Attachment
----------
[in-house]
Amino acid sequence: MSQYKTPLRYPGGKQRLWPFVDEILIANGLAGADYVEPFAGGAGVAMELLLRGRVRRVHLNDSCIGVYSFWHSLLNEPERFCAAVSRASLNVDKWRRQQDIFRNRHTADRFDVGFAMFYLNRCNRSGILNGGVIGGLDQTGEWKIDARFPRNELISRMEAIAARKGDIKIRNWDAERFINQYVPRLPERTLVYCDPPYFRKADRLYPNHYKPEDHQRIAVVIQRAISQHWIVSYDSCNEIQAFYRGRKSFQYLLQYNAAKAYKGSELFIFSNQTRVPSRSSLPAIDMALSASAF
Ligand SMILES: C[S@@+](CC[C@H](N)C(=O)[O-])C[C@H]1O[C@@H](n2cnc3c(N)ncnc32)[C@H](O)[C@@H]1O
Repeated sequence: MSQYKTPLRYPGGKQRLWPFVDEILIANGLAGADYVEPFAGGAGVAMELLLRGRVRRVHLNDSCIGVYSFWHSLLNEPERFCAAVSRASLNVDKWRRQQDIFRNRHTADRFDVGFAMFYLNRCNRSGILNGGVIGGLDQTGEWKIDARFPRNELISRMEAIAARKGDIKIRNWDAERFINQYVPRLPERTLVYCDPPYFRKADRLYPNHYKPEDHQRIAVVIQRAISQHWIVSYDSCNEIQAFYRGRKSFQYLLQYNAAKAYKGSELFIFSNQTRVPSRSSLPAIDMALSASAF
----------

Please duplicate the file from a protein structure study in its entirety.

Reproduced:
[in-house]
Amino acid sequence: MSQYKTPLRYPGGKQRLWPFVDEILIANGLAGADYVEPFAGGAGVAMELLLRGRVRRVHLNDSCIGVYSFWHSLLNEPERFCAAVSRASLNVDKWRRQQDIFRNRHTADRFDVGFAMFYLNRCNRSGILNGGVIGGLDQTGEWKIDARFPRNELISRMEAIAARKGDIKIRNWDAERFINQYVPRLPERTLVYCDPPYFRKADRLYPNHYKPEDHQRIAVVIQRAISQHWIVSYDSCNEIQAFYRGRKSFQYLLQYNAAKAYKGSELFIFSNQTRVPSRSSLPAIDMALSASAF
Ligand SMILES: C[S@@+](CC[C@H](N)C(=O)[O-])C[C@H]1O[C@@H](n2cnc3c(N)ncnc32)[C@H](O)[C@@H]1O
Repeated sequence: MSQYKTPLRYPGGKQRLWPFVDEILIANGLAGADYVEPFAGGAGVAMELLLRGRVRRVHLNDSCIGVYSFWHSLLNEPERFCAAVSRASLNVDKWRRQQDIFRNRHTADRFDVGFAMFYLNRCNRSGILNGGVIGGLDQTGEWKIDARFPRNELISRMEAIAARKGDIKIRNWDAERFINQYVPRLPERTLVYCDPPYFRKADRLYPNHYKPEDHQRIAVVIQRAISQHWIVSYDSCNEIQAFYRGRKSFQYLLQYNAAKAYKGSELFIFSNQTRVPSRSSLPAIDMALSASAF